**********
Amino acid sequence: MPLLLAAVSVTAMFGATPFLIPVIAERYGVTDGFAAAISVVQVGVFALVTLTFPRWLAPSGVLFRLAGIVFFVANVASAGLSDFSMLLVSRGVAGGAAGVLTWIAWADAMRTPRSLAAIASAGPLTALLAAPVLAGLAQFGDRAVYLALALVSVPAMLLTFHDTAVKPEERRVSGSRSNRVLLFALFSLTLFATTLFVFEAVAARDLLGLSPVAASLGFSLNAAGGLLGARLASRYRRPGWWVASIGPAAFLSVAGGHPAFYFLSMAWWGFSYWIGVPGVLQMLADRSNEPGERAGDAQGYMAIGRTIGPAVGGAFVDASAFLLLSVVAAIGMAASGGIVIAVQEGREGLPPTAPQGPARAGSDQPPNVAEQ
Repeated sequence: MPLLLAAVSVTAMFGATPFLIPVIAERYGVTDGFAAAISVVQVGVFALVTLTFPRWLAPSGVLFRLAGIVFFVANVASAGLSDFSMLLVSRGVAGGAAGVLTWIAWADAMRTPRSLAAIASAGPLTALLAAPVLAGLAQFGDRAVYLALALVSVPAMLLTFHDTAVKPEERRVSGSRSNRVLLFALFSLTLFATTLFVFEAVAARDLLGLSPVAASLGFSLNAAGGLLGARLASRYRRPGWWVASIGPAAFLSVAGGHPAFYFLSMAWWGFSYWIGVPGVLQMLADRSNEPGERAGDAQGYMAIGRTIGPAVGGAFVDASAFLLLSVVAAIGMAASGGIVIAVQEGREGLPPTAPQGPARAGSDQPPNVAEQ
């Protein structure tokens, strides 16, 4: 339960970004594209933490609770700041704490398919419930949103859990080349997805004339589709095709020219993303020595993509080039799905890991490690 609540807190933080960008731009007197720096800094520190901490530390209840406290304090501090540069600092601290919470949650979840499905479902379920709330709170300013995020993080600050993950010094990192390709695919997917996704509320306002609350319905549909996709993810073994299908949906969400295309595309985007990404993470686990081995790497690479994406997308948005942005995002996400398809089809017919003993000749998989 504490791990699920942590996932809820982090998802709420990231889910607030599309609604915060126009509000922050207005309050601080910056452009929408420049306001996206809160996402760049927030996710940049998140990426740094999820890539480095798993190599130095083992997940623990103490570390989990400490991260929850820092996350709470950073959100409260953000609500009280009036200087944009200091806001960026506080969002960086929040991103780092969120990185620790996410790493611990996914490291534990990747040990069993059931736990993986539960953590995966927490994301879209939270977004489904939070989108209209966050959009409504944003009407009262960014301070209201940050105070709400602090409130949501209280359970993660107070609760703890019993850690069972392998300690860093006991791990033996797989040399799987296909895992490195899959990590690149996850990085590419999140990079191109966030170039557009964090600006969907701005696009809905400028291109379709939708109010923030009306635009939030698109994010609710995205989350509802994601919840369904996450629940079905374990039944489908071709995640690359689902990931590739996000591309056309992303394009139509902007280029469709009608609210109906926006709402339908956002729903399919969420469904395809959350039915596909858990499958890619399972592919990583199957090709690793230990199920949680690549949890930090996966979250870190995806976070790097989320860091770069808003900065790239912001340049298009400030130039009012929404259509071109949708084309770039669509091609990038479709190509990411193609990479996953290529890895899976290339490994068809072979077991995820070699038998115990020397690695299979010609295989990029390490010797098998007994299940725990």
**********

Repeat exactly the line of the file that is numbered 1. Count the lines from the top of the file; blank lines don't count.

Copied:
Amino acid sequence: MPLLLAAVSVTAMFGATPFLIPVIAERYGVTDGFAAAISVVQVGVFALVTLTFPRWLAPSGVLFRLAGIVFFVANVASAGLSDFSMLLVSRGVAGGAAGVLTWIAWADAMRTPRSLAAIASAGPLTALLAAPVLAGLAQFGDRAVYLALALVSVPAMLLTFHDTAVKPEERRVSGSRSNRVLLFALFSLTLFATTLFVFEAVAARDLLGLSPVAASLGFSLNAAGGLLGARLASRYRRPGWWVASIGPAAFLSVAGGHPAFYFLSMAWWGFSYWIGVPGVLQMLADRSNEPGERAGDAQGYMAIGRTIGPAVGGAFVDASAFLLLSVVAAIGMAASGGIVIAVQEGREGLPPTAPQGPARAGSDQPPNVAEQ